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Webs Spun of Money : SPIDERTOWN, By Abraham Rodriguez Jr. (Hyperion: $19.95; 323 pp.)

June 13, 1993|Michael Harris | Harris is a regular contributor to Book Review

The more things stay the same, the more they change. The New York slang in Abraham Rodriguez Jr.'s novel about Latino crack dealers in the South Bronx is the great-grandchild of the New York slang in Stephen Crane's "Maggie: A Girl of the Streets" (1893). Part of the plot of "Spidertown" has been heisted from the granddaddy of American drug novels, Nelson Algren's "The Man With the Golden Arm" (1949). Yet something is radically different nowadays, and it can be summed up in one word:

Money.

Maggie's reward for drifting into prostitution and an early death is a few dollars, a few beers, the glitter of saloon mirrors. In Algren's Chicago, Frankie Machine and his hustler pals have little hope of escaping the poverty of Division Street. Like the bums just below them, they share "the great, secret and special American guilt of owning nothing . . . in the one land where ownership and virtue are one."

Not so for Miguel, the 16-year-old hero of "Spidertown." He is rich beyond the dreams of his laborer father, of his father's whole Puerto Rican immigrant generation. Miguel is a "runner." He delivers cocaine to street dealers who work for Spider, the local kingpin. He risks being arrested, beaten, shot. In return, he has a car with cherry-red leather upholstery (though he is too young to register it), $8,000 in savings (though he is too young to get a bank card), flashy clothes, an apartment and enough drugs to maintain a harem of crack-hungry girlfriends.

What's happened? Three things. The development of a cheap, smokable form of cocaine. The continuing folly of our "war on drugs," which made the stuff obscenely profitable. And the collapse of values opposed to the profit motive. For the first time in 150 years, there are no socialists around to keep capitalism semi-honest. The poor can exploit or pervert the system but can no longer conceive of changing it. Thus Spider, who claims to be leading a revolution on behalf of brown and black people, has no political agenda; he operates strictly as an entrepreneur.

And entrepreneurship, as Miguel observes, does work after a fashion. "Spider can grab a 10-year-old kid and turn him into a successful businessman faster than IBM or ITT. He sounds like a proud camp counselor, talking about giving kids the chance they need, providing the incentive. . . . No school, no company does that. . . . He shows off Danny, his resident poster child, 11 years old, with his own GTO, dope threads and five girlfriends. . . . Every little kid that sees him goes WOW. . . . (Danny always displays his midget .32)."

In "Spidertown," the money corrupts everything. It destroys childhood. It devalues education and hard work. It makes parents look like fools. It buys the police. It turns youth gangs into a vicious parody of the corporate world--a world of universal mistrust in which love and friendship (never mind concern for the drug user or the neighborhood) must be sacrificed to the bottom line.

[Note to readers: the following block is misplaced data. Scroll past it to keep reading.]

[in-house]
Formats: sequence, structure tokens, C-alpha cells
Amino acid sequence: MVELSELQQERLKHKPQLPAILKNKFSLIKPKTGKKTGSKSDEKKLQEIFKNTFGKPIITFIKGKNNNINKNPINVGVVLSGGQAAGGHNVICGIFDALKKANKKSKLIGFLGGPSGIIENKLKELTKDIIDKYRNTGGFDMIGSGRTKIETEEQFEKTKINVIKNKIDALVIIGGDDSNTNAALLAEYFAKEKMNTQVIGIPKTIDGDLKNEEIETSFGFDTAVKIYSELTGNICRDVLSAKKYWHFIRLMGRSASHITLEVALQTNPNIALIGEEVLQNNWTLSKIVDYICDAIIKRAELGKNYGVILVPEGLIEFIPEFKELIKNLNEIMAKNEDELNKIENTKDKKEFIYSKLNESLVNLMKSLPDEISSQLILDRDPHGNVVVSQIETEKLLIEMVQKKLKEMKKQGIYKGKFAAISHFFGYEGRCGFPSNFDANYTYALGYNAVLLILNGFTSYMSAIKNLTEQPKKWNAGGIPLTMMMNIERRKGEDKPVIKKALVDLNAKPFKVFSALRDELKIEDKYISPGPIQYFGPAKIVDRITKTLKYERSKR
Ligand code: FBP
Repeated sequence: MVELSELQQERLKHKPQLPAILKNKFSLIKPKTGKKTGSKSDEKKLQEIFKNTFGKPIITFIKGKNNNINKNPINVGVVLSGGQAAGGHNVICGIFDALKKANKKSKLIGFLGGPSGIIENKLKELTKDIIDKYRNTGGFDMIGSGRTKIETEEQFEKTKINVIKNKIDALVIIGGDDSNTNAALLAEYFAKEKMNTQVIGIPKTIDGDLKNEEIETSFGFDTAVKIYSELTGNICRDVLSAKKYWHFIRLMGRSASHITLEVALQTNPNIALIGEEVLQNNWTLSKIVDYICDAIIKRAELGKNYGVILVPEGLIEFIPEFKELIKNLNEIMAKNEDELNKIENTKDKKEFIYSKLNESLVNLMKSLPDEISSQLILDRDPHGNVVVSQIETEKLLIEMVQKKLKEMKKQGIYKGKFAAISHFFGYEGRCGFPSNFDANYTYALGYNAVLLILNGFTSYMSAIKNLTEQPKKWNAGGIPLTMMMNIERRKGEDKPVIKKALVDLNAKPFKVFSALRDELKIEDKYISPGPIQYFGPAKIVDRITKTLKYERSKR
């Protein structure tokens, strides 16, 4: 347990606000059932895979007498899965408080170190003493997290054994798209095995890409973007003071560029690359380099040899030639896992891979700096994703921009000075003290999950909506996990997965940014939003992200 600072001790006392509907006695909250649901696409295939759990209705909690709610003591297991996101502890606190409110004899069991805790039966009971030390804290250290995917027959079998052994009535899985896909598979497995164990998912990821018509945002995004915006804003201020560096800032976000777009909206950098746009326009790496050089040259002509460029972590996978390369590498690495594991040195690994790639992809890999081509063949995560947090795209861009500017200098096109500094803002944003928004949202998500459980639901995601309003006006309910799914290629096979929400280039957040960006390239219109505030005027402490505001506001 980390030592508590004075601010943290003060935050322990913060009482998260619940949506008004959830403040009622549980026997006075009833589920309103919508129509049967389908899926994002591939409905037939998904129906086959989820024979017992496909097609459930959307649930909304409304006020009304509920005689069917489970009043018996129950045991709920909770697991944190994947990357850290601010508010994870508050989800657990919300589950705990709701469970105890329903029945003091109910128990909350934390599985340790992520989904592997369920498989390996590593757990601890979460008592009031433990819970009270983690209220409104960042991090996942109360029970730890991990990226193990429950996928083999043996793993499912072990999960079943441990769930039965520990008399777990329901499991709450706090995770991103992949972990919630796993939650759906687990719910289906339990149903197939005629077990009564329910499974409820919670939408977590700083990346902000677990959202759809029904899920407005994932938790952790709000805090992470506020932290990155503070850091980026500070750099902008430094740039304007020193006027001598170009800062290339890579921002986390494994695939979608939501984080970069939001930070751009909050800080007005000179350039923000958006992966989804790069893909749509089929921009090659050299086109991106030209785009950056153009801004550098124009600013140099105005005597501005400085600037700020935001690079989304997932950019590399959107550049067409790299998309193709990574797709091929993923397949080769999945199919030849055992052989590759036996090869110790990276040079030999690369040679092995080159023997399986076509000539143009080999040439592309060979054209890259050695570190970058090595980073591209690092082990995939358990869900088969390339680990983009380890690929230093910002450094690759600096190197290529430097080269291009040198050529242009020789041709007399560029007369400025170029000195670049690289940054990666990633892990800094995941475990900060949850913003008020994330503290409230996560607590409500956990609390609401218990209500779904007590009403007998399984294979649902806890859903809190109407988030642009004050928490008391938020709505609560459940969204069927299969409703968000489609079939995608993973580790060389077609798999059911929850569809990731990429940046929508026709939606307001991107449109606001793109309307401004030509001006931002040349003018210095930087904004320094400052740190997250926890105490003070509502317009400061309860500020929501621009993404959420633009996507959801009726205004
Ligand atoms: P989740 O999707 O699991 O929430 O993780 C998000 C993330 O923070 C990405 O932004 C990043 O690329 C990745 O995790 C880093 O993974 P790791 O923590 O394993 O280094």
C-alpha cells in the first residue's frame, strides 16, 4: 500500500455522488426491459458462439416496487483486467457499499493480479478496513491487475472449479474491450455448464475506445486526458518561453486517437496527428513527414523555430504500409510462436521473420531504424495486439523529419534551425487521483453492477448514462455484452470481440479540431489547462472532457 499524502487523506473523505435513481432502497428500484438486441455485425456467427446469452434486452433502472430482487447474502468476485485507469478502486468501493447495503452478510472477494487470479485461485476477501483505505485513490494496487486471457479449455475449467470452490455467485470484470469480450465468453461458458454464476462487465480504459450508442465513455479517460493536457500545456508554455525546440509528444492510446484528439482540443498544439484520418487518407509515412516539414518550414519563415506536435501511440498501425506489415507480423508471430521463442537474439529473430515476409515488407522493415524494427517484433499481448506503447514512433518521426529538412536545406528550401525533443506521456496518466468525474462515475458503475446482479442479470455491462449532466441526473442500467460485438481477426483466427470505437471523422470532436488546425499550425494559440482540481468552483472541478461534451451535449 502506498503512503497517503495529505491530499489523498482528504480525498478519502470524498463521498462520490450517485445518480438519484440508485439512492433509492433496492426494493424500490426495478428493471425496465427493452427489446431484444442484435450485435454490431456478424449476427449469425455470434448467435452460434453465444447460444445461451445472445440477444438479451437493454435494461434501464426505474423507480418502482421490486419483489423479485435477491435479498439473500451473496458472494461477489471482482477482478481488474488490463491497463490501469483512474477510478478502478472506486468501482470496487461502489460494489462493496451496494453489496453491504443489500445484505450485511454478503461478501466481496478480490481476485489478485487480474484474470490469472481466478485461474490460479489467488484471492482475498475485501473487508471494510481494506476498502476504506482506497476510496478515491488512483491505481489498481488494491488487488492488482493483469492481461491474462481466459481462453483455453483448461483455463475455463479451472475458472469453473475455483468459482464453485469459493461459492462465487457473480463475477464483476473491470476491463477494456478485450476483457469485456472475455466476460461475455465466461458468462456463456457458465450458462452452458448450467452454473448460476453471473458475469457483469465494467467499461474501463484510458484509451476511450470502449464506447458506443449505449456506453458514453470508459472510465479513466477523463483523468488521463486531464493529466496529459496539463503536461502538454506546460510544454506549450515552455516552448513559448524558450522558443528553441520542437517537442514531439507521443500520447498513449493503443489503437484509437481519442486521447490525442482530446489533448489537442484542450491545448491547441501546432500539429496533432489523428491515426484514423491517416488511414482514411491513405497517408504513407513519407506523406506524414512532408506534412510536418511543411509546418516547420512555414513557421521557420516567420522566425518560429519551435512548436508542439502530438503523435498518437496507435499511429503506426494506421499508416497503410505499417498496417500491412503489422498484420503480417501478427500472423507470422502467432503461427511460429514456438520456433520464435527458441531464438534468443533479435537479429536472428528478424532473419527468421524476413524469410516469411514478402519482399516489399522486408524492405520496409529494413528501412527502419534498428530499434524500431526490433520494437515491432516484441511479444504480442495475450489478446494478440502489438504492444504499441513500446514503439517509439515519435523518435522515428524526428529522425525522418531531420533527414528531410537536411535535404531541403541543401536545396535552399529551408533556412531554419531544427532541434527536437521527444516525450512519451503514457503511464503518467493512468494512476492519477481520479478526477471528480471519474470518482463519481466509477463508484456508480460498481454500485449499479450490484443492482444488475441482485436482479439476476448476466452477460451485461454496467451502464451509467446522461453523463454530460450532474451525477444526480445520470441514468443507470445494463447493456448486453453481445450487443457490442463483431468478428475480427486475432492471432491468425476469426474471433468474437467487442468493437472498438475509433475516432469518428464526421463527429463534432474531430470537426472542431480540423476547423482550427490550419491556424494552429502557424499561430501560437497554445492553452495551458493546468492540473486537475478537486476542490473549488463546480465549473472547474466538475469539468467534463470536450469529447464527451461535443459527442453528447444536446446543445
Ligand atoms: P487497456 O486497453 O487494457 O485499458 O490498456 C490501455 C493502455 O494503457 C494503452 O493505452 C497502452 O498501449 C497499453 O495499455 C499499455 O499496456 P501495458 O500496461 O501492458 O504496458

Yet love and friendship are what Rodriguez wants to celebrate. In this scary, sexy, exuberant first novel, even the most hardened "posse boys" make fumbling, abortive efforts to reach out to one another. Love is what ultimately saves Miguel from the streets--the love of a good girl, Cristalena, and the love of an older woman, Amelia, a college-educated addict who divides her favors between Spider and Miguel's roommate, Firebug, an arsonist hired by slumlords who want their tenement buildings torched for the insurance.

"Spidertown" is just as much a fairy tale as "West Side Story." This is not necessarily a criticism. People who write about society's lower depths are, by definition, outsiders or escapees. They all have theories to impose on their material. Crane, in the age of "scientific" naturalism, refused to let Maggie transcend her surroundings; he kept his ironic distance as she struggled and fell. Algren got down among his characters, but the very poetry with which he recorded their lives set him apart. Rodriguez writes at a time when nobody expects anything from slum kids but failure. At his most idealistic, he wants to make this their fairy tale, not ours. At his canniest--shaping this novel as a possible script for a Major Latino Motion Picture--he knows that we would rather be rooters than voyeurs.

Watch how he sets up Miguel for the happy ending to come. The young man's background is as brutal and squalid as the Bowery that Crane described a century ago, but Miguel, unlike Maggie, somehow has acquired taste and discipline. He decorates his apartment. He does 200 sit-ups a day. He reads books, just because his father hated them. He reads Dickens and Tolstoy, no less. After a typical evening's adventures--bullet holes in his trunk, a shakedown by the cops, maybe an orgy--he tapers off with a few pages of "Oliver Twist."

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